I have been writing for New York sports day for about six months. I was sitting outside gate four staring at the old Yankee stadium site, actually daydreaming about yesteryear and what I considered the greatest days in Yankee history. I get my incentive and motivation to write my books especially my children’s books by doing this a couple of times a day. One day as I was sitting there, Joe McDonald, the publisher of NY Sports Day happened to walk by and started a conversation with me. He talked to me about his website and asked if I would be interested in writing a column for him.
I told him that I was already writing a column for Chris Ruddy and Newsmax and I told Joe that as long as I had the freedom to write about what I considered beautiful human interest subjects pertaining to sports and entertainment and not edited, then I was in. I told him that I would write about some of the biggest stars in the world but only about the beauty of the artist. I will let everyone else write about the rest.
Yesterday, I wrote a piece about the great relief pitcher, Aroldis Chapman. The story was supposed to be a total complementary type story about a true artist of his craft. Writing for NY Sports Day, I thought the story would be just that but it wasn’t. It took on a life of its own. It went viral. I finally know what going viral means especially when I get a call from a friend in London and from another in Tokyo. I thought, “Oh God, what did I do.”
At that moment I called one of Chapman’s agents because I’m the type of person that has to confront possible negative situations head on. I told the agent that I had written the story to show everyone what a terrific individual Chapman is. I emphasized to him that Chapman did say to me that this was a business. The agent told me that he had not read the piece so I texted it to him.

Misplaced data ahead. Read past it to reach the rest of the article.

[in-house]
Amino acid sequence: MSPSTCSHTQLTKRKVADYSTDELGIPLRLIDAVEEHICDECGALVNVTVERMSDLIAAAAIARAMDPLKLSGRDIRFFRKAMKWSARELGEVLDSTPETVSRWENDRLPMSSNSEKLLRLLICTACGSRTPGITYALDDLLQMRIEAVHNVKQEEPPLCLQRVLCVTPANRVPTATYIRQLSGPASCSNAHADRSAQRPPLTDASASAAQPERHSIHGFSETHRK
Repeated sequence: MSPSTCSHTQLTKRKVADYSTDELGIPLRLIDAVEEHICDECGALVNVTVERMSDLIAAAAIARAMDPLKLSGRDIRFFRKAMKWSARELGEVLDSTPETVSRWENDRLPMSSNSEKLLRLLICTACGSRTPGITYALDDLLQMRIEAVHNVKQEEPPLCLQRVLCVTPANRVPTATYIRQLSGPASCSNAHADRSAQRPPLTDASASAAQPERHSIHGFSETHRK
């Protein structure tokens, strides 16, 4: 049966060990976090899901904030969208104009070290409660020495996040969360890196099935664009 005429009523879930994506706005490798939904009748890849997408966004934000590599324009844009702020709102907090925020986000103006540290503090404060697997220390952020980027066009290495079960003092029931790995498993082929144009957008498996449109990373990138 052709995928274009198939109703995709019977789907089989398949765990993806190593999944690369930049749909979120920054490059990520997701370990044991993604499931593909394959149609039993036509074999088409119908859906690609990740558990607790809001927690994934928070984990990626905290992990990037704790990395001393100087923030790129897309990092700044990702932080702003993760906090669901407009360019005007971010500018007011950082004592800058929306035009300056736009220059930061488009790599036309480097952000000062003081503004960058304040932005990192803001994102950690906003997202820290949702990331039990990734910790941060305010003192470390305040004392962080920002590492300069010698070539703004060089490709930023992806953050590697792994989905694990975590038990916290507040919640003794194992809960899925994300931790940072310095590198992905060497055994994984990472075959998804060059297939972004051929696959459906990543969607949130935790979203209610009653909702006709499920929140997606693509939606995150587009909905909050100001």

I am writing this column to apologize to Aroldis Chapman and his agents. When I wrote this piece it was meant to be a small sweet piece, not the giant that it turned out to be. The last thing that I would ever want to do is to hurt Aroldis in anyway. This guy is the hardest worker in sports and just a good guy.
I guess I have seen the movie “The Pride of the Yankees” so many times that I almost envisioned myself in the role of Walter Brennan (the reporter that was always protecting Lou Gehrig) but in this case it backfired on me.
The great Yankee owner George Steinbrenner used to say to me, “Sometimes you care too much about these guys (as I do) and someday you’ll find out that this truly is a business.” I guess I still haven’t found out.
I will close by saying that I wish Aroldis Chapman and his family good luck in whatever city he ends up playing baseball in. Thank you for being a great highlight reel at Yankee Stadium and in all of baseball this year.
Ray Negron can be heard every Sunday on his show “Impact” 0n 1050 am ESPN Deportes from 11 am to 1 pm and read on Newsmax.